The Underground Railroad

The Underground Railroad Literary Elements


Historical Fiction, Fantasy, Fugitive Slave Narrative

Setting and Context

Southern Antebellum America

Narrator and Point of View

The book takes multiple perspectives. Many chapters are told from Cora's point of view, but alternating chapters are written from the perspective of secondary characters. An objective narrator describes the central character of each chapter in the third person, telling their thoughts in a detached voice.

Tone and Mood

The mood is grim and reflective. The tone is most often matter-of-fact, even when describing brutal violence or emotional challenges.

Protagonist and Antagonist

Protagonist: Cora; Antagonist: Ridgeway

Major Conflict

Cora runs away from the Randall plantation, hoping to escape slavery and live her life in freedom in one of the northern states. Ridgeway, a slave catcher, trails her doggedly, recapturing her numerous times. Ridgeway's character is a personification of slavery and the system on which America relies, so the novel could also be read as a larger conflict between Cora and America.


Cora and Ridgeway face off in one of the stations of the Underground Railroad. Cora pushes Ridgeway down the stairs and severely injures him, escaping in the railroad car.


Key elements of both Mabel and Cora's lives are foreshadowed in the first chapter that tells Ajarry's story. Ajarry is raped by slave traders aboard the ship that takes her to America, foreshadowing the rape of Mabel by fellow slave Moses and of Cora by fellow slaves Edward and Pot. Ajarry's attempts to kill herself also darkly foreshadow Mabel and Cora's attempts to escape slavery.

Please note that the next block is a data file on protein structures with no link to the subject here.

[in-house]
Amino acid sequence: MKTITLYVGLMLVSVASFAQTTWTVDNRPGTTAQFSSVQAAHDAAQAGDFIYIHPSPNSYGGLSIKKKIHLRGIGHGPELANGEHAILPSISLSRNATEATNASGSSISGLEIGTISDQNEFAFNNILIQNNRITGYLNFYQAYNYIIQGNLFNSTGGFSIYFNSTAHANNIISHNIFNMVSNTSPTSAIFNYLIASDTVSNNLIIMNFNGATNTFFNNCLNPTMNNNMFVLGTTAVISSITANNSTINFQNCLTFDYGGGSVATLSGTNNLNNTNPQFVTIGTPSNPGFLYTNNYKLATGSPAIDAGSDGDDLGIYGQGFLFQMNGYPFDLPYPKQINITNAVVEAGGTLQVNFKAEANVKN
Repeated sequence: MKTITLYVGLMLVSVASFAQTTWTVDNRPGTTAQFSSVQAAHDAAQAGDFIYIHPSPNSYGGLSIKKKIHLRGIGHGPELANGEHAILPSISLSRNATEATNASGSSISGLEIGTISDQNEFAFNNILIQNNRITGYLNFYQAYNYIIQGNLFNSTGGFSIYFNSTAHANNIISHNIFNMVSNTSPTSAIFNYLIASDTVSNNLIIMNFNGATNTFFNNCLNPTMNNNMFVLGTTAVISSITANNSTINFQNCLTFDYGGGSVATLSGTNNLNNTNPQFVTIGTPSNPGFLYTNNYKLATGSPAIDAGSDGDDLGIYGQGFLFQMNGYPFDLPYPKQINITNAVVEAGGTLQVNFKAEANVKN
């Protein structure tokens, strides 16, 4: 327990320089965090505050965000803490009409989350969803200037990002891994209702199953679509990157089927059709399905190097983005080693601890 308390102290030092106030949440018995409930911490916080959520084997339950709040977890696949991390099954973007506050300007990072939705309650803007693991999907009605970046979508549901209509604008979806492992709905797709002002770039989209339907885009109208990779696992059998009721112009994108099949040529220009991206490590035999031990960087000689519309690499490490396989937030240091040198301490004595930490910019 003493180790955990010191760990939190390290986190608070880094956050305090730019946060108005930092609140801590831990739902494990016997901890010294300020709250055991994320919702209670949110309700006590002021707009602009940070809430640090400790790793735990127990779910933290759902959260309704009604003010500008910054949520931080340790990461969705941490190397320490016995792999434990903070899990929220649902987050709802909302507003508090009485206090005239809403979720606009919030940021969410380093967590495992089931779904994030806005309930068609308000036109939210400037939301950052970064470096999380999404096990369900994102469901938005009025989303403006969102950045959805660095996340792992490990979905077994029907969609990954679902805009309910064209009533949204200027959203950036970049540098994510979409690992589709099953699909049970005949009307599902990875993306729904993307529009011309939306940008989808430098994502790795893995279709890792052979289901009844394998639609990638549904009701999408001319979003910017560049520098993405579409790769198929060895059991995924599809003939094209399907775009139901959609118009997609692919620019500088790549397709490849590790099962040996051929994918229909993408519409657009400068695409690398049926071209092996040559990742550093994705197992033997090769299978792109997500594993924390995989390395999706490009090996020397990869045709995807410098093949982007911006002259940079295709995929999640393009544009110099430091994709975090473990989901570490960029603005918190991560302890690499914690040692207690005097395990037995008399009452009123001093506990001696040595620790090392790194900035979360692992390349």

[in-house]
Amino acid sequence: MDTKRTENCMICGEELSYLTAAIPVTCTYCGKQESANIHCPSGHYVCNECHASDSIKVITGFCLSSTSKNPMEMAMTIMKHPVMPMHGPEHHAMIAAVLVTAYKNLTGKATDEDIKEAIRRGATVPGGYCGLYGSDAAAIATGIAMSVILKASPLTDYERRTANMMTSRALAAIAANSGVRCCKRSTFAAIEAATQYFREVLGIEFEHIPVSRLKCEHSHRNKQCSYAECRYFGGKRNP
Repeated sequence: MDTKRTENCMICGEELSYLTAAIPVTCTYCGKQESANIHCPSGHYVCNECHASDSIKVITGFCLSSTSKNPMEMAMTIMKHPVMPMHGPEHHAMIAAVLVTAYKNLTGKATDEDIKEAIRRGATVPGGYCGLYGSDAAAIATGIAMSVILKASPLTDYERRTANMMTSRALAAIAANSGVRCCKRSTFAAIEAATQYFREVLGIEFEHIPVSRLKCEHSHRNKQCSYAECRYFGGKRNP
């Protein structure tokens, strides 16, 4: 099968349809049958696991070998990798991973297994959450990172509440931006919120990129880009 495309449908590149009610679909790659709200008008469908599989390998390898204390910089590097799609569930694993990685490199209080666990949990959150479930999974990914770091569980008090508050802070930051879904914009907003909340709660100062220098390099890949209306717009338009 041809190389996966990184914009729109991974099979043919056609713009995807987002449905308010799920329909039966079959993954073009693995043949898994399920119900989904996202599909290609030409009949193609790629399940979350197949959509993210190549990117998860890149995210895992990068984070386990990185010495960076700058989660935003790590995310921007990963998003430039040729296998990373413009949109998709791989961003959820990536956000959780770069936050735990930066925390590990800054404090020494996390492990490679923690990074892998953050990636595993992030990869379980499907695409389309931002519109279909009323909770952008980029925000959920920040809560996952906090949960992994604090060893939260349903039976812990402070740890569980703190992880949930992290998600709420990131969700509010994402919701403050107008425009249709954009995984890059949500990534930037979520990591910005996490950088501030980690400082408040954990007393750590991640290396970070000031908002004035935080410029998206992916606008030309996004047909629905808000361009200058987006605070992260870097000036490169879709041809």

The violent crime of slavery is portrayed in all its horrific detail. Slaves are flogged, tortured, and horribly abused by their masters. The landscapes that Cora travels through on her journey to freedom is also described in detailed imagery.


The great paradox of the novel is the paradox of America itself, a nation that promises freedom and yet enslaves millions.


Cora and her mother's escapes from the Randall plantation are parallel narratives. They are both pursued by Ridgeway, and both eventually escape his clutches.

Metonymy and Synecdoche



America's system of slavery, or the “peculiar institution” as it is sometimes referred to in the novel, is personified in the character of Ridgeway. The slave catcher relentlessly pursues runaway slaves throughout the country, embodying a seemingly inescapable system.